Clinical question: What is the association of preoperative frailty on one-year postoperative mortality?
Background: Frailty is an aggregate expression of susceptibility to poor outcomes owing to age and disease-related deficits that accumulate with multiple domains. Frailty in this study was defined by the Johns Hopkins Adjusted Clinical Groups (ACG) frailty-defining diagnoses indicator. It is a binary variable that uses 12 clusters of frailty-defining diagnoses.
Study design: Population-based retrospective cohort study.
Setting: All hospital and physician services funded through the public health care system in Toronto.
Synopsis: The study had 202,980 patients who underwent major elective non-cardiac surgery. Frailty-defining diagnoses were present in 6,289 patients (3.1%). Mean age for the frail population was about 77 years. Joint replacements were the most common procedures for the frail and non-frail groups. Knee replacements were more prevalent in the non-frail group. One year after surgery, 855 frail patients (13.6%) and 9,433 non-frail patients (4.8%) died (unadjusted hazard ratio [HR], 2.98; 95% CI, 2.78–3.20). When adjusted for age, sex, neighborhood income quintile, and procedure, one-year mortality risk remained significantly higher in the frail group. One-year risk of death was significantly higher in frail patients for all surgical procedures, especially with total joint arthroplasty.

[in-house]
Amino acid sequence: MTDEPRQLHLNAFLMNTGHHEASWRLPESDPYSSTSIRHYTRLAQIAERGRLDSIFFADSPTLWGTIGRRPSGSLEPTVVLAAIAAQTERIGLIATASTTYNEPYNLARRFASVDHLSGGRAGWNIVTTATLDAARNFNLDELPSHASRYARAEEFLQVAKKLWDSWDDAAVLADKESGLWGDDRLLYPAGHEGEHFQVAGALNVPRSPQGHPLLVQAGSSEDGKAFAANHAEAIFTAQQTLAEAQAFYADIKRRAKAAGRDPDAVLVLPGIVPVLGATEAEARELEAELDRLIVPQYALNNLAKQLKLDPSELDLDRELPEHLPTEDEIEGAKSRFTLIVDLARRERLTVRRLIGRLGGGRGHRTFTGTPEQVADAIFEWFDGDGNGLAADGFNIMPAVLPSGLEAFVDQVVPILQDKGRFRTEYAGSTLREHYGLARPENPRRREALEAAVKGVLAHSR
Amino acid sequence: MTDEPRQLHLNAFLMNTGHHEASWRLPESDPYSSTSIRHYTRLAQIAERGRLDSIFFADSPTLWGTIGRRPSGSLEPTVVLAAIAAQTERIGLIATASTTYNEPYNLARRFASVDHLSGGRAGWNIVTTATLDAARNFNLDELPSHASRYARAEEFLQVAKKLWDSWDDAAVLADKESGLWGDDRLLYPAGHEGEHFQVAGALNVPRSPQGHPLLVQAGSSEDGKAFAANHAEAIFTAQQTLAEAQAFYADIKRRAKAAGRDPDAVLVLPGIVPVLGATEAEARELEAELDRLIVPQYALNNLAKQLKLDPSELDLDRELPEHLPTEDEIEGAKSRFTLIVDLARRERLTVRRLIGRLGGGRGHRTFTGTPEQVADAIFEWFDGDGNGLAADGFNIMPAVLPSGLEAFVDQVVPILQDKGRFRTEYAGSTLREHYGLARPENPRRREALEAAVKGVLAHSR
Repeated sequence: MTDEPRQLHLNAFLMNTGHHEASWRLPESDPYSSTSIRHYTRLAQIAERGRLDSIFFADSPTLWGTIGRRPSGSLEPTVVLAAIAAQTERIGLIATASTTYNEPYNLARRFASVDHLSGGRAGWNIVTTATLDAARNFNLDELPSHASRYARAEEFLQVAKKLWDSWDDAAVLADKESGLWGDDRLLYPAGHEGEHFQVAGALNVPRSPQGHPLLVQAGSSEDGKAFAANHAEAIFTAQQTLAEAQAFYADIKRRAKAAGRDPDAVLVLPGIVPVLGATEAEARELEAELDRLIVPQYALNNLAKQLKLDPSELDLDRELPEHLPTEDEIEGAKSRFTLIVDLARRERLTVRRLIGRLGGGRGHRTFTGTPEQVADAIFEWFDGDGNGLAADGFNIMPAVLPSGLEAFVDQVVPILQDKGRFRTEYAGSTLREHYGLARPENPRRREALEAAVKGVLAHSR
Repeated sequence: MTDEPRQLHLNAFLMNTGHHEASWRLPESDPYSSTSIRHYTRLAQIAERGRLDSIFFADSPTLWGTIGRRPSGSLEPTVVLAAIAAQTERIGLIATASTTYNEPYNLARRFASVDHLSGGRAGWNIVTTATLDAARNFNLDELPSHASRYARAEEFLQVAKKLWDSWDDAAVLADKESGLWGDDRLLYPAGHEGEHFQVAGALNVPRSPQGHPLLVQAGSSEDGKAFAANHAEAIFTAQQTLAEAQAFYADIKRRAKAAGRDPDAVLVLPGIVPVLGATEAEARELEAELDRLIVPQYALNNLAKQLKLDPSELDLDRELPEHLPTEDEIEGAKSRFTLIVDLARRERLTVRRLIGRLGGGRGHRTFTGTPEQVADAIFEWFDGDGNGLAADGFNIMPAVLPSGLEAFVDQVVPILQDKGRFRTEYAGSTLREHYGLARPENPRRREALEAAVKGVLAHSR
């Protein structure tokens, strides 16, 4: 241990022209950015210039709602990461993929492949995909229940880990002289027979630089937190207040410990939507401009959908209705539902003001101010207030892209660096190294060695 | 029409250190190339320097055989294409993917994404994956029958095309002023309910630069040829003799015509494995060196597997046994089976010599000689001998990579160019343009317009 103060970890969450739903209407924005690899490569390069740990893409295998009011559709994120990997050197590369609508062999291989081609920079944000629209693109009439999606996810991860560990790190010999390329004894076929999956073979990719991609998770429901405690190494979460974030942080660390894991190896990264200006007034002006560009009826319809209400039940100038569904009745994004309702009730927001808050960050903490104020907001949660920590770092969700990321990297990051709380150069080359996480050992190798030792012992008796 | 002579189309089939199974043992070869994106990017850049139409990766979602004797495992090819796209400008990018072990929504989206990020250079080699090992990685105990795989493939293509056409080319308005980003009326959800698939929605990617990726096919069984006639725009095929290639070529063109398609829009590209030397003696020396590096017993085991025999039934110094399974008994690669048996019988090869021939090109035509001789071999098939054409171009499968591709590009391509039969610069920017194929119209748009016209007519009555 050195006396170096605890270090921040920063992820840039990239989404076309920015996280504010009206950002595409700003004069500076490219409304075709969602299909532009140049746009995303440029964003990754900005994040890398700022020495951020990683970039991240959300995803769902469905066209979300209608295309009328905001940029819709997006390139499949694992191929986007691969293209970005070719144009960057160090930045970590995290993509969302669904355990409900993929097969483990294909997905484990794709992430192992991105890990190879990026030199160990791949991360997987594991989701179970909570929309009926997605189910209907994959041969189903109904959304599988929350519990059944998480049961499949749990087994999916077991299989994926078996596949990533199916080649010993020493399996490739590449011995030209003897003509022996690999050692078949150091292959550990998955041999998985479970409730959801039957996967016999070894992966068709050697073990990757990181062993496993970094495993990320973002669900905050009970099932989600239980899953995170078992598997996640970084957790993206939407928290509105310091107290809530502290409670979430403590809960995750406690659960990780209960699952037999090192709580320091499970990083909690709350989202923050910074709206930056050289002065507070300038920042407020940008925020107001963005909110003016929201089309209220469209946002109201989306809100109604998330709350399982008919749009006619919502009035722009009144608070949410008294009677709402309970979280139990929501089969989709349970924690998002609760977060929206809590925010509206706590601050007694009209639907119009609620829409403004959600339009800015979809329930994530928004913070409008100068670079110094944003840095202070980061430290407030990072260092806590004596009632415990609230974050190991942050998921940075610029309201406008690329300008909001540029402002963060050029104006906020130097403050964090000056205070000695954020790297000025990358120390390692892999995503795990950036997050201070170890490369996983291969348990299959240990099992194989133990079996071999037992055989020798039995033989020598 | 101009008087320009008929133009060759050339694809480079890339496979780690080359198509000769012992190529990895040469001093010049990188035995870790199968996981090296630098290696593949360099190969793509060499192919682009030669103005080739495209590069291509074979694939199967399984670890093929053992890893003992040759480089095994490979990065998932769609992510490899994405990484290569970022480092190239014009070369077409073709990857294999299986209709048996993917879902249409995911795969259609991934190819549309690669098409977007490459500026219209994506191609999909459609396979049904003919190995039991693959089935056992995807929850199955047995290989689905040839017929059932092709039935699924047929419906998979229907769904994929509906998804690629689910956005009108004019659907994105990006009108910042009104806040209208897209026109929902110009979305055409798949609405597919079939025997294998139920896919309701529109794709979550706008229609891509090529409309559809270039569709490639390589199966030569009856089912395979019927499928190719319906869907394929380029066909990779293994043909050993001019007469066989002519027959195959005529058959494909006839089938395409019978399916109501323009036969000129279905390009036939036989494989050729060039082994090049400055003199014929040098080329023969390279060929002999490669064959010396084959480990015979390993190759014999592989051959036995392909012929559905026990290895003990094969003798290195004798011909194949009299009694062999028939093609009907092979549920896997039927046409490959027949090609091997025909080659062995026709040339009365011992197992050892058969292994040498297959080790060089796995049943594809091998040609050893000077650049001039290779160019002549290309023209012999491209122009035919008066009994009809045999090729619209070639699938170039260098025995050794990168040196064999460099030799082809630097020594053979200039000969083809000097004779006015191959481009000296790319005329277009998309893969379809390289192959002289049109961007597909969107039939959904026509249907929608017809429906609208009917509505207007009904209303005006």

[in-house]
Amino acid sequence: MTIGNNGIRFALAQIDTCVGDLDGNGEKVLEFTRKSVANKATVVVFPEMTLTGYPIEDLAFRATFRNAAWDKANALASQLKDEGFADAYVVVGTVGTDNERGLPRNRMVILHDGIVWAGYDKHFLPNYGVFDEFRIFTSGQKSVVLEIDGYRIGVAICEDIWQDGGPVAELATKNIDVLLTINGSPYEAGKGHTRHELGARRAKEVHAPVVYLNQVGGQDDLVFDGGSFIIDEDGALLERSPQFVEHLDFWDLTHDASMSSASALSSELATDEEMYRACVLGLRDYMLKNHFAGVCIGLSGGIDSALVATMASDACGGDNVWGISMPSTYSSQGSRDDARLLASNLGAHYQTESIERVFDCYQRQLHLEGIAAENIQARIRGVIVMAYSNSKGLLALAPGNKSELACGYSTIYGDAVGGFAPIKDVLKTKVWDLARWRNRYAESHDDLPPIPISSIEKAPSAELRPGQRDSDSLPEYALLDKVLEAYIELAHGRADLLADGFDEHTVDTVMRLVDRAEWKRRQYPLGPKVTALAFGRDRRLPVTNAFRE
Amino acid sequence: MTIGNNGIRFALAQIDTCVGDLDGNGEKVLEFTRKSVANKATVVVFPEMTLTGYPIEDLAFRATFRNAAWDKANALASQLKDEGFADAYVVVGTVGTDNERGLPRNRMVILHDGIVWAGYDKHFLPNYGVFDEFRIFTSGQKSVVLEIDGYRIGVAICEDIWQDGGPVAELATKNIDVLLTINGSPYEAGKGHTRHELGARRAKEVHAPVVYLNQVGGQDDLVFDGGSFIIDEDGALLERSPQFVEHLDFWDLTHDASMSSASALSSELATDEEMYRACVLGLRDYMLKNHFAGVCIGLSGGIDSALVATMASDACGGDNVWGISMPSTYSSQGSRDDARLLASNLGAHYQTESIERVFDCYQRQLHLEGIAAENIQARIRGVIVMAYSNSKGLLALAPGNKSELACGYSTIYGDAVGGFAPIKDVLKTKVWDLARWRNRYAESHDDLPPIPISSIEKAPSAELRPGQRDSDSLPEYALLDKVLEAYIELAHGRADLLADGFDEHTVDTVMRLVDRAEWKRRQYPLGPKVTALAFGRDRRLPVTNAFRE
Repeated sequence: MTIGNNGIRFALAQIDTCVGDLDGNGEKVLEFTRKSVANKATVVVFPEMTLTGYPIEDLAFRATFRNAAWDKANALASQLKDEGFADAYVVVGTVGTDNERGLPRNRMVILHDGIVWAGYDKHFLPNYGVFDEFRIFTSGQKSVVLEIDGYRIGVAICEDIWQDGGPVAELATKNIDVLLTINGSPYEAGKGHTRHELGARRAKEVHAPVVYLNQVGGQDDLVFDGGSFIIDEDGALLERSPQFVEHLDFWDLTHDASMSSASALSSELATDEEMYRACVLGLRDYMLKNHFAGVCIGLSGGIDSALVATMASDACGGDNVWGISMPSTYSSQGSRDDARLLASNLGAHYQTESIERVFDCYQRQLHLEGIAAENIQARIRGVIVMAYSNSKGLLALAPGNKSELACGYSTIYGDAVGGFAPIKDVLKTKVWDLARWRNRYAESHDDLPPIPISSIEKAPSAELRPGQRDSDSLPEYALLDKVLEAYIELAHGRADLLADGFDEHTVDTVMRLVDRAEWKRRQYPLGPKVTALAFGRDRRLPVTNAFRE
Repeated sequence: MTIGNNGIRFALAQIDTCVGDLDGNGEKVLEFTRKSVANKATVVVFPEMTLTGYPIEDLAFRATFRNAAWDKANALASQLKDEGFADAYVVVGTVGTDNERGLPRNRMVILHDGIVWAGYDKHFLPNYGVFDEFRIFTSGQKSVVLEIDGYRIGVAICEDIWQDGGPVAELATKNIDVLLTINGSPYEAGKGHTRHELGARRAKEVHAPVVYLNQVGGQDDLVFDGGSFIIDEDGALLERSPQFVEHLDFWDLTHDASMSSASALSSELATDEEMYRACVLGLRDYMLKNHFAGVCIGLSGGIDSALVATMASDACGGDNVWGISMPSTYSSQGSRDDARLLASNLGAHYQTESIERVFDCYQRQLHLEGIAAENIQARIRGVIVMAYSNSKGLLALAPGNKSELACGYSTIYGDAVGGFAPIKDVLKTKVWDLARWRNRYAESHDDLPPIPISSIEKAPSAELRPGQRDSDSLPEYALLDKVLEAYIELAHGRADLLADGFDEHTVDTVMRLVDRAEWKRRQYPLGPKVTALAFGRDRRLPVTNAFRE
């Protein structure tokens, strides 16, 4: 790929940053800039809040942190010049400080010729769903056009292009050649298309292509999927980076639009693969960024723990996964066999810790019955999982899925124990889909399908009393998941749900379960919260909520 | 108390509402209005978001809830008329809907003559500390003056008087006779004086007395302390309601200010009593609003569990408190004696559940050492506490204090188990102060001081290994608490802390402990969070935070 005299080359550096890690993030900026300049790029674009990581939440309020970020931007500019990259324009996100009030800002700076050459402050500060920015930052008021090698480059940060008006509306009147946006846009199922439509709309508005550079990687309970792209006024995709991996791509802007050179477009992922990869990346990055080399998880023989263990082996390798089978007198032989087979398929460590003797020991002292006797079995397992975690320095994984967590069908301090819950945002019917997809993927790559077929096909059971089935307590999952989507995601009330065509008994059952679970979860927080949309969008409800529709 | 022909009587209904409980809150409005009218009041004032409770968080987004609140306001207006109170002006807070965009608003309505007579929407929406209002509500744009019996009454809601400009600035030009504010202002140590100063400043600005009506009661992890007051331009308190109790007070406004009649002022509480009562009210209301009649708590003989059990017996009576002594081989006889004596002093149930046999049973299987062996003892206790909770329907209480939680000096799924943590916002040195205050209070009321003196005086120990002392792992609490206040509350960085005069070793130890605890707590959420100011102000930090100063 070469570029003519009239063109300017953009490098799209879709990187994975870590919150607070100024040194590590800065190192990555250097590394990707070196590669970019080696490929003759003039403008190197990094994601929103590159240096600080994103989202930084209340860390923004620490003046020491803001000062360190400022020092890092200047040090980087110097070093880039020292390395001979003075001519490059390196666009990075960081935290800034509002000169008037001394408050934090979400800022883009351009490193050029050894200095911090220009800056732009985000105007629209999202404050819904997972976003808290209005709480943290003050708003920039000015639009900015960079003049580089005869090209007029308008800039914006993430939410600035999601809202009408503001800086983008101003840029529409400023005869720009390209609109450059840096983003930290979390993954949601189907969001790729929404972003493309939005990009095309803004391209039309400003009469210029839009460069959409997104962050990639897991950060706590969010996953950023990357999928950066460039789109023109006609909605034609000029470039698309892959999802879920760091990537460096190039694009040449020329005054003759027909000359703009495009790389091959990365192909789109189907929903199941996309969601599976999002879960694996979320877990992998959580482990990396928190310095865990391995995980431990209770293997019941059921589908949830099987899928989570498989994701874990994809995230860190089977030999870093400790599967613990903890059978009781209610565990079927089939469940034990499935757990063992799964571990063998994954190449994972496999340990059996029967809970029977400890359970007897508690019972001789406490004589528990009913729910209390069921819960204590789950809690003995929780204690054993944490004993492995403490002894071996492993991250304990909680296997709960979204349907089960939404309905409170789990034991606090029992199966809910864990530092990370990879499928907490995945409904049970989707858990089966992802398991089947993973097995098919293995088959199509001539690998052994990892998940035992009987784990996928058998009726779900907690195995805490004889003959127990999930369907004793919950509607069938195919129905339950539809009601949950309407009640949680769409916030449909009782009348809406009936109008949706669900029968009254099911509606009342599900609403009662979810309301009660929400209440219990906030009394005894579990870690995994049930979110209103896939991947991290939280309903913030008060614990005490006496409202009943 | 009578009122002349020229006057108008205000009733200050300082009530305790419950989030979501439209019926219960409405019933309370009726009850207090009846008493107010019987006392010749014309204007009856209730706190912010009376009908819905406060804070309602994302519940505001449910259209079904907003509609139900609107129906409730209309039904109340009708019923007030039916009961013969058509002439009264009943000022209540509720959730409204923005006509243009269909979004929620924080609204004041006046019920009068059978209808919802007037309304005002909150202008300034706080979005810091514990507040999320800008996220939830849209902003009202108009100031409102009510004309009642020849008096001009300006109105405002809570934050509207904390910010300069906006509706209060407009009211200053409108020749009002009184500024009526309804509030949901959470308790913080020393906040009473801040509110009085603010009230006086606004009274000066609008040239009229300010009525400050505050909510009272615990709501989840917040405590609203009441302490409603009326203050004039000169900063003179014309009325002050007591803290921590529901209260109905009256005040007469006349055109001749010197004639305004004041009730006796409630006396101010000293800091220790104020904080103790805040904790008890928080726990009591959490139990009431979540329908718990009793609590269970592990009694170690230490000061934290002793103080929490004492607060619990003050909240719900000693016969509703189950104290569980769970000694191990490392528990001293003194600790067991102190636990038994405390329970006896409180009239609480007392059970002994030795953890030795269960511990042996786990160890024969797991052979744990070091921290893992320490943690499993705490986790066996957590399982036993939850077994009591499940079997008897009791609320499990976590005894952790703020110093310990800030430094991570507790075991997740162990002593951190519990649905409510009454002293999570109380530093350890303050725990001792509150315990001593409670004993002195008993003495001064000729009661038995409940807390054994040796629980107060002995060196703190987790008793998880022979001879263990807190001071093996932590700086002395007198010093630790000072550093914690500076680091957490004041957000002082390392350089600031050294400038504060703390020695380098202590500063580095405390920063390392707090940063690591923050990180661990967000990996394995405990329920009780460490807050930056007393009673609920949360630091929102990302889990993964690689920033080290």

The relative hazard ratio of mortality in frail versus non-frail was extremely high in the early postoperative period, most notably at postoperative day three.
One major weakness of the study is that there is no universal definition of frailty, plus the results are difficult to generalize across populations.
Bottom line: Presence of preoperative frailty-defining diagnoses is associated with increased risk for one-year postoperative mortality; the risk appears to be very high in the early postoperative period.
Citation: McIsaac D, Bryson G, van Walraven C. Association of frailty and 1-year postoperative mortality following major elective noncardiac surgery: a population-based cohort study [published online ahead of print January 20, 2016]. JAMA Surg. doi:10.1001/jamasurg.2015.5085.
Early Discharge Associated with Longer Length of Stay
Retrospective analysis showed early discharge before noon was associated with longer length of stay, especially among emergent admissions. However, multiple metrics should be used to measure true effectiveness of an early discharge program.
Citation: Rajkomar A, Valencia V, Novelero M, Mourad M, Auerbach A. The association between discharge before noon and length of stay in medical and surgical patients [published online ahead of print December 30, 2015]. J Hosp Med. doi:10.1002/jhm.2529.